The Origins of the Blues
JTW has been creating minicomics since childhood, but only started making comics seriously in 2004, when he self-published his first zine/comic, Lunchbox. Since then he has been putting out his own series, Black Dayz, while contributing to various anthologies and being part of the DC Conspiracy. He also produces and DJs soul, hip hop and jazz. You can see more of his work here.
For his first piece in The Appendix, he adapted a 1947 recording by the ethnomusicologist Alan Lomax of three bluesmen—Big Bill Broozy (1893-1958), Memphis Slim (1915-1988), and Sonny Boy Williamson (1914-1948). At Lomax’s prompting, Broozy, Slim, and Williamson try to explain the origins of the blues: a lover’s rejection, to forget troubles, chain gangs, revenge… To boil it down, though, misses the point. While they play their instruments, out spill stories of violence, troubles, racism, pleasure, and finally, the murder ballad to end all murder ballads, Stackalee, also known as Stagger Lee.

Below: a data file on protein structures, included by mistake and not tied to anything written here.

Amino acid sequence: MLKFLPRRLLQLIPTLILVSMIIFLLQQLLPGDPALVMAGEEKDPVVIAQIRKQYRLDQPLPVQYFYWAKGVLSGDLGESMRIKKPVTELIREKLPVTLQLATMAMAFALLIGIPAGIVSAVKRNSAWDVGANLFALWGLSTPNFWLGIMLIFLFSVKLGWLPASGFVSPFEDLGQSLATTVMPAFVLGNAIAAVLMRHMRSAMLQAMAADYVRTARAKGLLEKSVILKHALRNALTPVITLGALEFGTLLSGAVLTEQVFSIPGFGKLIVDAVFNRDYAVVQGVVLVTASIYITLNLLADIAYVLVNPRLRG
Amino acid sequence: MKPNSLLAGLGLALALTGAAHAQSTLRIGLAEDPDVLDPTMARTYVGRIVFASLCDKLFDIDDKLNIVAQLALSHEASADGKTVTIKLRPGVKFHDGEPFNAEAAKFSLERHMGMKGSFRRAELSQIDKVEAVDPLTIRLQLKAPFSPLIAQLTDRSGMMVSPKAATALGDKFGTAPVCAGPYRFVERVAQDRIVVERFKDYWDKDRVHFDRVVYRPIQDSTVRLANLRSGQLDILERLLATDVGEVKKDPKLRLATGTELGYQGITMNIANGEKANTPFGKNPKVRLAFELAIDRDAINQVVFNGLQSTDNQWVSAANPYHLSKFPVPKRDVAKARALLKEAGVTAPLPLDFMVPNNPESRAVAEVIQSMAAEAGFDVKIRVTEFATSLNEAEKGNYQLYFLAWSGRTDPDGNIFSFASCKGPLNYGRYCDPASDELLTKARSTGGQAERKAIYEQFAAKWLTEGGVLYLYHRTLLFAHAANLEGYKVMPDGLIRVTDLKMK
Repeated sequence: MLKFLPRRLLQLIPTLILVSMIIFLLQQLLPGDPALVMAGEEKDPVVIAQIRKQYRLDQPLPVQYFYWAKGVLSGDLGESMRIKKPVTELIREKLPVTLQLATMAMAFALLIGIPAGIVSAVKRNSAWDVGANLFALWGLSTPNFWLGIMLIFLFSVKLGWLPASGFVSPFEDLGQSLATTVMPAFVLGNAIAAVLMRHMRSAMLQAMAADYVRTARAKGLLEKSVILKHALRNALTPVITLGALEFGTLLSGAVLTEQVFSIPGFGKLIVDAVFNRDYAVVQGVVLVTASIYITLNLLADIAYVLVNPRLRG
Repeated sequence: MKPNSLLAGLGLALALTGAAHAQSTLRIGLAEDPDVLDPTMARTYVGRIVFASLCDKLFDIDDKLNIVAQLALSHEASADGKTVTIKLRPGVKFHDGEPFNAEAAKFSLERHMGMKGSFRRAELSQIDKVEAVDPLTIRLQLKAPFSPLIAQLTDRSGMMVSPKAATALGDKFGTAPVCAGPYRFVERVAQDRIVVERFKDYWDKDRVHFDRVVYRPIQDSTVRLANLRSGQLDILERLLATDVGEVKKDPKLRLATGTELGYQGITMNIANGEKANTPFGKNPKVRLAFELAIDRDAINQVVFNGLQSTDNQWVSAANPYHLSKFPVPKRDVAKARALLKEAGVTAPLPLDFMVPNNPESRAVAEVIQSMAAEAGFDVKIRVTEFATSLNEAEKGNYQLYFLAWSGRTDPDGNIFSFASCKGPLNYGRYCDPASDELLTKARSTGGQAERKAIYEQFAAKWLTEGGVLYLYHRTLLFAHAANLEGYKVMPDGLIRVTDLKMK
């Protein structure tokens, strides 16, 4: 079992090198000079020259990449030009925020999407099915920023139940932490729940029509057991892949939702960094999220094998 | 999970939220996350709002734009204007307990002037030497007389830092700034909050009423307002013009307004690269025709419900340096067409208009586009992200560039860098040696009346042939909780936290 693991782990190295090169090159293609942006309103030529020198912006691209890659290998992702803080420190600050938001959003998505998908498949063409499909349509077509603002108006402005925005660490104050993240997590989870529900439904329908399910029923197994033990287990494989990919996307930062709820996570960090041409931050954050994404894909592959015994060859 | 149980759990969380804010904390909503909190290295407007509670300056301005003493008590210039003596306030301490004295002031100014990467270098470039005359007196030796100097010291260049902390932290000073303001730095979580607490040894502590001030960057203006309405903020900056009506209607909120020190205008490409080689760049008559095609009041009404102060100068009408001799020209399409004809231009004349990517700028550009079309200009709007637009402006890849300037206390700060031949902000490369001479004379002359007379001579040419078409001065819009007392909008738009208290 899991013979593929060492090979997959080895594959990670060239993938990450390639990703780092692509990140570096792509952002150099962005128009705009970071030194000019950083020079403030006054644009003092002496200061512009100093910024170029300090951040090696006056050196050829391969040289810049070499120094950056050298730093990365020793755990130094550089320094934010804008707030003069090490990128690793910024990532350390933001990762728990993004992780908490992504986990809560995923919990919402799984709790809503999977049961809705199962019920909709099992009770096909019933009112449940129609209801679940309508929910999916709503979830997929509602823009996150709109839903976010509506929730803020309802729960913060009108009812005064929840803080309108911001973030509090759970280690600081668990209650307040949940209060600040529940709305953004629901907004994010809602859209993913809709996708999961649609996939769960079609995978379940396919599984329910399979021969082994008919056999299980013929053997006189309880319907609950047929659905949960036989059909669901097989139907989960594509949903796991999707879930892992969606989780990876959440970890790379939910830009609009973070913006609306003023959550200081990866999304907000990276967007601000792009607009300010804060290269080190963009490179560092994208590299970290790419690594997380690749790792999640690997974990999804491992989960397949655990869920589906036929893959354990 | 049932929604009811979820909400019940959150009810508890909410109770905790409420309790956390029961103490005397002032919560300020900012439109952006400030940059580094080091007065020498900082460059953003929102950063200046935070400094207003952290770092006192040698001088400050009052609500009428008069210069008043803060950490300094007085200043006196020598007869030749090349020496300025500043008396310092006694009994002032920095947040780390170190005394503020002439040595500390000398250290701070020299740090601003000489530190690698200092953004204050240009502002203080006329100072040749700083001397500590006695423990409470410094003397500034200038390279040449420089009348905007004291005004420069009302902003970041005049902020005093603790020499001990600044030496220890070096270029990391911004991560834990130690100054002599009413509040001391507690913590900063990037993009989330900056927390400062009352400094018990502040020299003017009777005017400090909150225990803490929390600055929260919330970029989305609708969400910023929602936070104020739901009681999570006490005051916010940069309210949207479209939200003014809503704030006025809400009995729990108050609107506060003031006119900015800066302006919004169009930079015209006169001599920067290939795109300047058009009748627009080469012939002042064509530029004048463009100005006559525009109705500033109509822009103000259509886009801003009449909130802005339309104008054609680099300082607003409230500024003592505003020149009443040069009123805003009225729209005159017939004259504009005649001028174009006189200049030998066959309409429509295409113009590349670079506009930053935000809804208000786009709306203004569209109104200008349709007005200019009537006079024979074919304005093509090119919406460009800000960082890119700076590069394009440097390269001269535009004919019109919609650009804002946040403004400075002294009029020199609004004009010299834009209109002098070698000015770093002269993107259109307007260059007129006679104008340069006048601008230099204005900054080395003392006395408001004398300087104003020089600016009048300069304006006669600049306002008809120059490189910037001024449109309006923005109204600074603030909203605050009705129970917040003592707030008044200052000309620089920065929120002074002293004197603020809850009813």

Lomax’s recordings are a national treasure, a resource of music and storytelling that continue to inspire future generations. But in JTW’s inspired comic art adaptation of one session, Lomax’s disembodied voices—Broozy, Slim, and Williamson—shake off the ethnomusicologist’s tape and become visual once again, revived in black and white. Lomax is left out, mostly, and JTW instead focuses on how the blues was the “release of the pain and stress that everyday life had inflicted on the people of those times,” he recently observed—“not just for African Americans, but for everybody.”
“It seems like history is repeating itself these days.”